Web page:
Then try this on: Patients get confused when they’re on a generic and suddenly it switches. Happens all the time. Pharmacies get huge bulk discounts on the pills they sell. Next year, when you go for that refill on your amlodipine or metformin (the first a very common blood pressure medicine, the second the most common oral medicine for diabetes), the pill could easily change size, shape and color. But it’s for all intents and purposes the same thing. The only difference is the ‘inert’ stuff in the pills, what are called congeners.

But it is darn confusing when this happens. And even though the ‘active’ ingredient, the actual drug, is supposedly safe and effective, there are anecdotes of things going wrong. I had a patient on the blood pressure medicine lisinopril for years. She tolerated it well, and it worked to control her blood pressure. We were both happy.

Sure enough, her pharmacy changed her pills from round white ones to oblong pink ones. After the third dose, she had a major allergic reaction called angioedema. [Her face, tongue, and lips swelled up.] Luckily, with treatment, she got better and no further harm was done. Coincidence? We’ll never know. One thing we know: no more lisinopril for her.

So, that’s this week’s debate. Where do you fall on generics vs. brand name?

Apparently, it’s no contest. A vast majority of Americans prefer generics and believe that they are safe and effective. Scott Hensley at NPR’s Shots blog has a nice post about this trend.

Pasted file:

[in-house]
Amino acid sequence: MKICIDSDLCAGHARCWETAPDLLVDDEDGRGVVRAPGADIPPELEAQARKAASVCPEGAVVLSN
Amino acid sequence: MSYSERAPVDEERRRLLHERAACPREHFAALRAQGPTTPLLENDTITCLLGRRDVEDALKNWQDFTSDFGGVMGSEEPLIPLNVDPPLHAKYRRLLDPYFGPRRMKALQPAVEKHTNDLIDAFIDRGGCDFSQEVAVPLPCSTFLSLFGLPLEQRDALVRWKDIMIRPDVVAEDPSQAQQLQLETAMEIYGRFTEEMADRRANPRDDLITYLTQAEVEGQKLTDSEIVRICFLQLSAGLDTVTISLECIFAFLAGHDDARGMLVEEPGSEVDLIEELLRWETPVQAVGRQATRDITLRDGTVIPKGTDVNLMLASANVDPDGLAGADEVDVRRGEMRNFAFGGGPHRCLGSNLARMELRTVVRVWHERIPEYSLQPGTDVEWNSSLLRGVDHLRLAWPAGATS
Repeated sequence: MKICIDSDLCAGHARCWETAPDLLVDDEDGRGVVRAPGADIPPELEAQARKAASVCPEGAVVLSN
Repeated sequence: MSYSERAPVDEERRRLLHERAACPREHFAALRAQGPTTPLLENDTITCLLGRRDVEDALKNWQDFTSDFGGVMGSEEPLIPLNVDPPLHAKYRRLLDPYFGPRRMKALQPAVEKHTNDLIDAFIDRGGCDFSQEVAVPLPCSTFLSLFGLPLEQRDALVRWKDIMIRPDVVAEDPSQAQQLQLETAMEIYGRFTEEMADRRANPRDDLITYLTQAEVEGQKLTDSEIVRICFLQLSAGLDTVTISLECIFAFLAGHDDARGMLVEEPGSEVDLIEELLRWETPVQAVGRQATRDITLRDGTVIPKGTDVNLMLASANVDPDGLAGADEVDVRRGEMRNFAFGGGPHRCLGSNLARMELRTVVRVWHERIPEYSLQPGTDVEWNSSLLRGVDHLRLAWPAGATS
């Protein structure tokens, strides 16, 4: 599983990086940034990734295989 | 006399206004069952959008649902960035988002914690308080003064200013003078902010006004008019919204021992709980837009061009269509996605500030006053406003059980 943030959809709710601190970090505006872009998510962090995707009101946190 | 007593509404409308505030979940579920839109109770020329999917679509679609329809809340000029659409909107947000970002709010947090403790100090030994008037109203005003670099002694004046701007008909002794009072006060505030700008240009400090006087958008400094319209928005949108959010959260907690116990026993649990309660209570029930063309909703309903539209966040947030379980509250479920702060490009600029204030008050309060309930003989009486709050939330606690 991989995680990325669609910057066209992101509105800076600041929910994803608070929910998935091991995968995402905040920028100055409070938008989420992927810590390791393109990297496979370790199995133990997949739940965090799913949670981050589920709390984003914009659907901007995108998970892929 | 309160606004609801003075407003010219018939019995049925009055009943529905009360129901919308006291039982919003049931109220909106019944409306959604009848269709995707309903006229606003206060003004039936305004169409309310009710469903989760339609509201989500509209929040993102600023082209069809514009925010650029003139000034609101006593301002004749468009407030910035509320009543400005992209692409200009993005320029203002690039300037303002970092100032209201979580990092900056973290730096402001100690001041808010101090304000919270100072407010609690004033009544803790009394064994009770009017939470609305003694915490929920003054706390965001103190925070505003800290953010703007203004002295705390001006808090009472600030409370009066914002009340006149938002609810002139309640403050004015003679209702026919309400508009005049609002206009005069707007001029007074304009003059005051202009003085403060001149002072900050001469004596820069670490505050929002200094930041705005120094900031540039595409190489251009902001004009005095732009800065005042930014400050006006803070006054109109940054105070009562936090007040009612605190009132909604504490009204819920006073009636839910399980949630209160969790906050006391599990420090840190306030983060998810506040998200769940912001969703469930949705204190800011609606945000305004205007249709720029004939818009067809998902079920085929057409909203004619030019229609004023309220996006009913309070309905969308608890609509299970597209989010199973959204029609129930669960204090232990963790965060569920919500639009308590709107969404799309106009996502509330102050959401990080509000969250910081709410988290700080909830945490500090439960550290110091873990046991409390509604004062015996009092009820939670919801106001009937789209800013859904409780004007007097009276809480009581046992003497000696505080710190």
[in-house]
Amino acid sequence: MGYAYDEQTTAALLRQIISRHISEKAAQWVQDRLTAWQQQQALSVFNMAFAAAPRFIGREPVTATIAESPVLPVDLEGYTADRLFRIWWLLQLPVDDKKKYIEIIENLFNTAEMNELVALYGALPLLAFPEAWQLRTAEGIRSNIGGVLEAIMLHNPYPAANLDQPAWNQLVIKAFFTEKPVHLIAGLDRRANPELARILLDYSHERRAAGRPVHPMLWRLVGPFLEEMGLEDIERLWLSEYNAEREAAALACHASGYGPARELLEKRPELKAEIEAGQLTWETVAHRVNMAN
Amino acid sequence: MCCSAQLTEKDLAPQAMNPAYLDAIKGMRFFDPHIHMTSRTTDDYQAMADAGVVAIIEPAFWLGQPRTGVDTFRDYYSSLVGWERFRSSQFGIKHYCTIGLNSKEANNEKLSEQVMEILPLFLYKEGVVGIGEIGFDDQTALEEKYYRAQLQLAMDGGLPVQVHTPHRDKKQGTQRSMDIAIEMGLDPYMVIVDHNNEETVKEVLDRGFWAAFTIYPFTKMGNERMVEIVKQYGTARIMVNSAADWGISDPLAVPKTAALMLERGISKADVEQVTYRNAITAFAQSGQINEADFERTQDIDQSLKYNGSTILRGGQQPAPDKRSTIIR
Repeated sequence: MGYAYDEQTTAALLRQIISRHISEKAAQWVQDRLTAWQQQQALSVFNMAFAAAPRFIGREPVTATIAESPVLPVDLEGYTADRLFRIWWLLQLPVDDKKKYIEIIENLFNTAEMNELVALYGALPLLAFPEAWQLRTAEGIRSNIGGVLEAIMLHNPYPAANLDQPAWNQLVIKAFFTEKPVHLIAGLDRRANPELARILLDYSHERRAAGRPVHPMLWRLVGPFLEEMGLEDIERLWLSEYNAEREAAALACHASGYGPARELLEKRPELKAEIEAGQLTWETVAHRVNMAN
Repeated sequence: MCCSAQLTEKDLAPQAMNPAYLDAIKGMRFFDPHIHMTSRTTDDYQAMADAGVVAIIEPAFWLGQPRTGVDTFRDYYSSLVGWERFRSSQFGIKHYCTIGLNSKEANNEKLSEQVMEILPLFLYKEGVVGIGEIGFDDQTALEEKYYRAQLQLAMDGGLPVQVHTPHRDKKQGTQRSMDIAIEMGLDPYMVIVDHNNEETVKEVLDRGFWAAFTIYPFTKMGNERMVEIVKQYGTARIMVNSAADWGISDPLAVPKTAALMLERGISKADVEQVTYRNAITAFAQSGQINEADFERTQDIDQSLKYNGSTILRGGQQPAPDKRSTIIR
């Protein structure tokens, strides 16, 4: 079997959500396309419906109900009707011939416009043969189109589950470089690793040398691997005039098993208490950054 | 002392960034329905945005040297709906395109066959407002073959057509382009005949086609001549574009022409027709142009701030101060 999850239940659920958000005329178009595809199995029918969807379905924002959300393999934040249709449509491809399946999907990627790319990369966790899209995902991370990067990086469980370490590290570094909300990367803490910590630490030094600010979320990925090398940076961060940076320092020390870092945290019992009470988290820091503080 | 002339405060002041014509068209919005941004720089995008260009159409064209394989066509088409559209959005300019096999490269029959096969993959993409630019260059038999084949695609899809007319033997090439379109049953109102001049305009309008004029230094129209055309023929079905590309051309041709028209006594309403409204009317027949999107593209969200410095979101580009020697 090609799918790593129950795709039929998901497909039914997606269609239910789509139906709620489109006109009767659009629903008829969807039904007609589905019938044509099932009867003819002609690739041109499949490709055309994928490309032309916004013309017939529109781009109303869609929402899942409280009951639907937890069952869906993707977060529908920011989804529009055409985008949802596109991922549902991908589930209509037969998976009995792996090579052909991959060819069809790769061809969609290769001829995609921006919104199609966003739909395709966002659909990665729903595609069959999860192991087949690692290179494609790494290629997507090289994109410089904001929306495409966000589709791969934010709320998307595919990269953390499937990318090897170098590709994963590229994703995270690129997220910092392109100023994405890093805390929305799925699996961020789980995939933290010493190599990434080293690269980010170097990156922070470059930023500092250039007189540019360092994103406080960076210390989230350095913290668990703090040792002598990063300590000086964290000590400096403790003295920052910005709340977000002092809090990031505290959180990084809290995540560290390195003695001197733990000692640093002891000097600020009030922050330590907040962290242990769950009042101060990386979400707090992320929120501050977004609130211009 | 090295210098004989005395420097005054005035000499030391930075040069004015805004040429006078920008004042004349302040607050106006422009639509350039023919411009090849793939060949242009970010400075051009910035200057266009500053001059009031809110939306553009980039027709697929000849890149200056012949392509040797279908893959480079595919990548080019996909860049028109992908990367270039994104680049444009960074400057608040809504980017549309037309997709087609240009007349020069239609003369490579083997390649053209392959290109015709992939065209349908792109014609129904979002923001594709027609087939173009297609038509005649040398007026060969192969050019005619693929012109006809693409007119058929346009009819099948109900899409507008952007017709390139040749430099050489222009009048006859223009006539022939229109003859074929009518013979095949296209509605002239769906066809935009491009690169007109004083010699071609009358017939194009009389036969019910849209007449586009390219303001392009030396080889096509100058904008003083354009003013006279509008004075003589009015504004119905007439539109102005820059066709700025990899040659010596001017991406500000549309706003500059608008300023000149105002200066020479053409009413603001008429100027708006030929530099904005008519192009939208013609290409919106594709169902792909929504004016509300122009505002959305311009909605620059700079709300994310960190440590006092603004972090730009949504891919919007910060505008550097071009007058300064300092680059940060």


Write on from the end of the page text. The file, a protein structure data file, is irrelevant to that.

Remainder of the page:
1. Darrel Stampley

    August 8, 2011 at 11:45 am

    Way awesome, some great arguments! I appreciate you making these thoughts online, the rest of the site is also well done. Have a wonderful day.

  2. Very cogent and straight to the point. Grand Rounds readers will enjoy this week.

  3. Janmar Delicana

    August 16, 2011 at 4:29 pm

    Dear Dr. Schumann,
    It’s a great pleasure to read your blog. I find your post very informative. I do believe that branded drugs are just over hyped and that generic drugs have the same efficacy compared with branded drugs.
    As a reader, I consider your writing to be a great example of a quality and globally competitive output.
    As a moderator for Physician Nexus (a community for physicians) I would like to share your genuine ideas and knowledge. With this you can gain 1000 physician readers on Nexus.
    We would love for you to visit our community. It’s free, takes seconds, and is designed for physicians only – completely free of industry bias and commercial interests.
    Janmar Delicana
    On behalf of the Physician Nexus Team